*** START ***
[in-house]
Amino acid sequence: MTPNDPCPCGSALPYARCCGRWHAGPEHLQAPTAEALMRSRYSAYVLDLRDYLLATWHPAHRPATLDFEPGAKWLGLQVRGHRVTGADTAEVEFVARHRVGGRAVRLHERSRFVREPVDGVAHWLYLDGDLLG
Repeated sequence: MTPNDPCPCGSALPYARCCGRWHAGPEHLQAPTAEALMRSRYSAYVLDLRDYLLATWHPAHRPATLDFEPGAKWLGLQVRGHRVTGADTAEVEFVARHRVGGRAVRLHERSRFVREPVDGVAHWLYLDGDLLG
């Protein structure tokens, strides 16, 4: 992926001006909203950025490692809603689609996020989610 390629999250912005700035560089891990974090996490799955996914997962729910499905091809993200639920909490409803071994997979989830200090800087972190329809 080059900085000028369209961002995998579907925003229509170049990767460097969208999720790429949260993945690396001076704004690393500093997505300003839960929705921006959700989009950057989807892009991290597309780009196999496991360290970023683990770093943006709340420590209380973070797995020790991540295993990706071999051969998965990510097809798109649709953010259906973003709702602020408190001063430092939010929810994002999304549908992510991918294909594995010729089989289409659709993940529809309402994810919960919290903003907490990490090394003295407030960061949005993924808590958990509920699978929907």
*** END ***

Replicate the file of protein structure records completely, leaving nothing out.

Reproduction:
[in-house]
Amino acid sequence: MTPNDPCPCGSALPYARCCGRWHAGPEHLQAPTAEALMRSRYSAYVLDLRDYLLATWHPAHRPATLDFEPGAKWLGLQVRGHRVTGADTAEVEFVARHRVGGRAVRLHERSRFVREPVDGVAHWLYLDGDLLG
Repeated sequence: MTPNDPCPCGSALPYARCCGRWHAGPEHLQAPTAEALMRSRYSAYVLDLRDYLLATWHPAHRPATLDFEPGAKWLGLQVRGHRVTGADTAEVEFVARHRVGGRAVRLHERSRFVREPVDGVAHWLYLDGDLLG
């Protein structure tokens, strides 16, 4: 992926001006909203950025490692809603689609996020989610 390629999250912005700035560089891990974090996490799955996914997962729910499905091809993200639920909490409803071994997979989830200090800087972190329809 080059900085000028369209961002995998579907925003229509170049990767460097969208999720790429949260993945690396001076704004690393500093997505300003839960929705921006959700989009950057989807892009991290597309780009196999496991360290970023683990770093943006709340420590209380973070797995020790991540295993990706071999051969998965990510097809798109649709953010259906973003709702602020408190001063430092939010929810994002999304549908992510991918294909594995010729089989289409659709993940529809309402994810919960919290903003907490990490090394003295407030960061949005993924808590958990509920699978929907």